I generally keep my PS3 on all the time so I don't notice it, but if you have a standalone player that's off unless its playing a movie, that could get annoying. Then again, if you're sitting down to watch a 2 hour movie, an extra 20-30 seconds shouldn't be that bad.


RE: BluRay Load Times
By rninneman on 1/8/2008 5:18:21 PM , Rating: 2
Standalone players take an obscene amount of time to both boot and load the movie. I haven't worked with the latest Panasonic BD30 or the Pioneer 95HD yet, but just about everything else takes between 30 - 45 seconds to boot and depending on the title, 15- 60 seconds to load the movie. The PS3 boots as fast as most DVD players and it can load Blu-Ray movies about as fast as any regular DVD player loading discs.

The irony is, people complain about the slow boot and load times of the HD players and then turn around and say that downloads will actually dominate. If 30 seconds is unacceptable, what is the load time of a 25-50GB download going to be like?


good
By meepstone on 1/8/2008 6:02:47 AM , Rating: 4
Its for the best if one just wins. Makes it better for the consumer. Now we dont have to worry about which one to get. One standard like DVD is. no confusing bull, just buy the movie you want and watch it at high quality. this is really what everyone wants.




RE: good
By Rhodenator on 1/8/2008 9:14:56 AM , Rating: 1
How is it best for the consumer if one just wins? Dual Format players should have really shined by the end of this year, which means the consumer doesn't have to care, make it on either Format and they win. They win more from Competition then without competition. With just Blu-Ray, prices can remain hiked up longer for everything, like the players and the Blu-Ray Discs.

Personally, I would prefer to have at least seen one more year go by, I could have picked up a dual format player for cheap and be done with it. I'll admit, I grabbed one of the $99 HD-DVD players and I received about 10 free HD-DVD Movies... I still want a Blu-Ray Player, but now the chances of dual format players coming down in price will shrink IMHO if HD-DVD goes away. Then I'm probably stuck with two seperate players again (too cheap to buy the current dual format players).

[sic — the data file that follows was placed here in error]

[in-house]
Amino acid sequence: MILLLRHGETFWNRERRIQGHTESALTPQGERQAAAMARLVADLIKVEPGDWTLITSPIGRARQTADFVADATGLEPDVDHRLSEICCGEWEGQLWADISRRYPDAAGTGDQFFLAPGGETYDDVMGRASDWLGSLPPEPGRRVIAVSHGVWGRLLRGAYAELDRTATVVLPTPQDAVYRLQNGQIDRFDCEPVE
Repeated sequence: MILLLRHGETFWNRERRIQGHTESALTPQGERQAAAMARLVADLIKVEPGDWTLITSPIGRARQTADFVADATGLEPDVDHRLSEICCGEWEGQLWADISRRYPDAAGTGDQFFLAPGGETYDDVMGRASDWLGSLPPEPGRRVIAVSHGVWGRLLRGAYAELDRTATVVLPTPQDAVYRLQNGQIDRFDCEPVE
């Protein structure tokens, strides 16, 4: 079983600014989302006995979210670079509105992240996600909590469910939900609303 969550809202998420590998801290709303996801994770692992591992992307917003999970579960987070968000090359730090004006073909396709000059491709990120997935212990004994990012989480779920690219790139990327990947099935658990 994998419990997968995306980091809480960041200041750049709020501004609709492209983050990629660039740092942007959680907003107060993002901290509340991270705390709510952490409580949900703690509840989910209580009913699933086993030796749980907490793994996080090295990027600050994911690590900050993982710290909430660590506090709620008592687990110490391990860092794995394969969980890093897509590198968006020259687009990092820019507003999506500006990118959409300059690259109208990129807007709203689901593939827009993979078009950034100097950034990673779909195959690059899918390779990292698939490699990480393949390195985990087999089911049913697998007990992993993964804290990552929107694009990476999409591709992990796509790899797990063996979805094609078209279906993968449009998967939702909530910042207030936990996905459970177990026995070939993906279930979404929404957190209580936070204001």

RE: good
By Torched on 1/8/2008 12:48:10 PM , Rating: 2
quote:
How is it best for the consumer if one just wins?

Because competition will increase among now-hesitant hardware vendors. Demand for BD will increase and in turn supply, which drives cost of manufacturing down.
quote:
They win more from Competition then without competition.
In the instance of a divided format competition is a bad thing since it sidelines half the industry until one is declared winner. If BD wins all HD early adopters will be casualties of the war and if you did your research you would have known the risk. All who have bought one format or the other took the same risk.


RE: good
By Belard on 1/8/2008 1:31:09 PM , Rating: 2
Dual format players are expensive because they have 2 different pick-ups... a more complicated system, small selling numbers.

Hence, there is limited to no future of these players once Paramount goes to Blu-Ray. Universal will follow suit within days or months.

No, the format war only kept people from buying players which kept prices up. The $99 players were older models that Toshiba wanted to dump and grow their numbers in a last ditch to save the ship.

The canceled meeting, not just simply delayed for later in the day shows that there are major things happening in the background.

While you, the consumer risked $100~500+ for the hardware and movies, the studios and the rest of the industry are working with millions of dollars.

Toshiba makes the only player on the market. Two other companies had pulled out (but there were re-badge Toshibas) and some startup-no-brand company sells a rebadge Toshiba (cost about $10~20K to make a new "face").

Samsung along makes 4 Blu-Ray players (not including the dual-format), Sony, Panasonic, Philips, Sharp and some others have players. No dual format players will survive since there isn't enough market to support them.

Sorry.


RE: good
By porkpie on 1/8/2008 1:37:08 PM , Rating: 3
Neither Paramount nor Universal are dropping HD-DVD. And wishful thinking isn't going to make it happen.
quote:
“The reviews are in and HD DVD is hands down the leader in picture quality, audio experiences and interactive capabilities that have never been seen before,” said Craig Kornblau, president of Universal Studios Home Entertainment...


RE: good
By xxsk8er101xx on 1/8/2008 9:16:10 PM , Rating: 2
"Report: Paramount Could Drop HD DVD Exclusivity Support"

"New Line Confirms It Will Move To Blu-ray Exclusively As Well"

Google it. HD-DVD is dead. It died when warner announced blu-ray as their choice. I'm not a fan of blu-ray and i hate sony.


So...
By Oobu on 1/8/08, Rating: 0
RE: So...
By lopri on 1/8/2008 7:24:10 AM , Rating: 4